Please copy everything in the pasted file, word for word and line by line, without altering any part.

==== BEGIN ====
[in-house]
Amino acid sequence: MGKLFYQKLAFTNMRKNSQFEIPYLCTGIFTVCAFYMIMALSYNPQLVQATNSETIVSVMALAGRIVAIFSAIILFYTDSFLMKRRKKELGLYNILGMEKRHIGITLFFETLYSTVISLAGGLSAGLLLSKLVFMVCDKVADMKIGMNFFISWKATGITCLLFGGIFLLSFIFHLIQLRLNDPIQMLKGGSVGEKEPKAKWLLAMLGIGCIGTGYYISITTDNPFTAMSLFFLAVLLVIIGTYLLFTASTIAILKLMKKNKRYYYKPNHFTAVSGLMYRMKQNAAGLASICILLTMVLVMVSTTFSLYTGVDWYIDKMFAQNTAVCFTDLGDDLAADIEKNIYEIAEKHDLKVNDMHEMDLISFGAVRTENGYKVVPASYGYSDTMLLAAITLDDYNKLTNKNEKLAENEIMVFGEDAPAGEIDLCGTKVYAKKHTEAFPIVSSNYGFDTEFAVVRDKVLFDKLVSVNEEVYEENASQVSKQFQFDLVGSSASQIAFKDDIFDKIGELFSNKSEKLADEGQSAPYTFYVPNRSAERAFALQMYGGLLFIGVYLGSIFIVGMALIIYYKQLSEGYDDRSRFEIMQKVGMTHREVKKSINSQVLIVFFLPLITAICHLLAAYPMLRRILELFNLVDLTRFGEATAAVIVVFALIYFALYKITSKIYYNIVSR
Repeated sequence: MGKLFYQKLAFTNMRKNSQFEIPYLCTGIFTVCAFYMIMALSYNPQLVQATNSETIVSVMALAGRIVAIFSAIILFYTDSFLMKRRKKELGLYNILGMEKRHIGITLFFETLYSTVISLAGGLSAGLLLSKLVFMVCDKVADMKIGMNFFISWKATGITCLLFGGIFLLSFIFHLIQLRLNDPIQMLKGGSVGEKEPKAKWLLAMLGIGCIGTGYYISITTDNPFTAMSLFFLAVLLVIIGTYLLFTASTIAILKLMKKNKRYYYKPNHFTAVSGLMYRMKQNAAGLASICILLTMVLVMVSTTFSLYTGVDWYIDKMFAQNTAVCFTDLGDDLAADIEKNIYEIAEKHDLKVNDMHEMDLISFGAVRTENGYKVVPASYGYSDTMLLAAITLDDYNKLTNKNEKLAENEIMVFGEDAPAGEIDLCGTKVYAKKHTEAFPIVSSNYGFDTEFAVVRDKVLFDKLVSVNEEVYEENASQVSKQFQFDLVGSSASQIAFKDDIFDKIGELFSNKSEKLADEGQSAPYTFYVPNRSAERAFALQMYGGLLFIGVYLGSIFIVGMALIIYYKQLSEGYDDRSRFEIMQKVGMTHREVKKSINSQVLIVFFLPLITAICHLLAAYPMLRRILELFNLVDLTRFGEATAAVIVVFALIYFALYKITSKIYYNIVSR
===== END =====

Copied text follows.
[in-house]
Amino acid sequence: MGKLFYQKLAFTNMRKNSQFEIPYLCTGIFTVCAFYMIMALSYNPQLVQATNSETIVSVMALAGRIVAIFSAIILFYTDSFLMKRRKKELGLYNILGMEKRHIGITLFFETLYSTVISLAGGLSAGLLLSKLVFMVCDKVADMKIGMNFFISWKATGITCLLFGGIFLLSFIFHLIQLRLNDPIQMLKGGSVGEKEPKAKWLLAMLGIGCIGTGYYISITTDNPFTAMSLFFLAVLLVIIGTYLLFTASTIAILKLMKKNKRYYYKPNHFTAVSGLMYRMKQNAAGLASICILLTMVLVMVSTTFSLYTGVDWYIDKMFAQNTAVCFTDLGDDLAADIEKNIYEIAEKHDLKVNDMHEMDLISFGAVRTENGYKVVPASYGYSDTMLLAAITLDDYNKLTNKNEKLAENEIMVFGEDAPAGEIDLCGTKVYAKKHTEAFPIVSSNYGFDTEFAVVRDKVLFDKLVSVNEEVYEENASQVSKQFQFDLVGSSASQIAFKDDIFDKIGELFSNKSEKLADEGQSAPYTFYVPNRSAERAFALQMYGGLLFIGVYLGSIFIVGMALIIYYKQLSEGYDDRSRFEIMQKVGMTHREVKKSINSQVLIVFFLPLITAICHLLAAYPMLRRILELFNLVDLTRFGEATAAVIVVFALIYFALYKITSKIYYNIVSR
Repeated sequence: MGKLFYQKLAFTNMRKNSQFEIPYLCTGIFTVCAFYMIMALSYNPQLVQATNSETIVSVMALAGRIVAIFSAIILFYTDSFLMKRRKKELGLYNILGMEKRHIGITLFFETLYSTVISLAGGLSAGLLLSKLVFMVCDKVADMKIGMNFFISWKATGITCLLFGGIFLLSFIFHLIQLRLNDPIQMLKGGSVGEKEPKAKWLLAMLGIGCIGTGYYISITTDNPFTAMSLFFLAVLLVIIGTYLLFTASTIAILKLMKKNKRYYYKPNHFTAVSGLMYRMKQNAAGLASICILLTMVLVMVSTTFSLYTGVDWYIDKMFAQNTAVCFTDLGDDLAADIEKNIYEIAEKHDLKVNDMHEMDLISFGAVRTENGYKVVPASYGYSDTMLLAAITLDDYNKLTNKNEKLAENEIMVFGEDAPAGEIDLCGTKVYAKKHTEAFPIVSSNYGFDTEFAVVRDKVLFDKLVSVNEEVYEENASQVSKQFQFDLVGSSASQIAFKDDIFDKIGELFSNKSEKLADEGQSAPYTFYVPNRSAERAFALQMYGGLLFIGVYLGSIFIVGMALIIYYKQLSEGYDDRSRFEIMQKVGMTHREVKKSINSQVLIVFFLPLITAICHLLAAYPMLRRILELFNLVDLTRFGEATAAVIVVFALIYFALYKITSKIYYNIVSR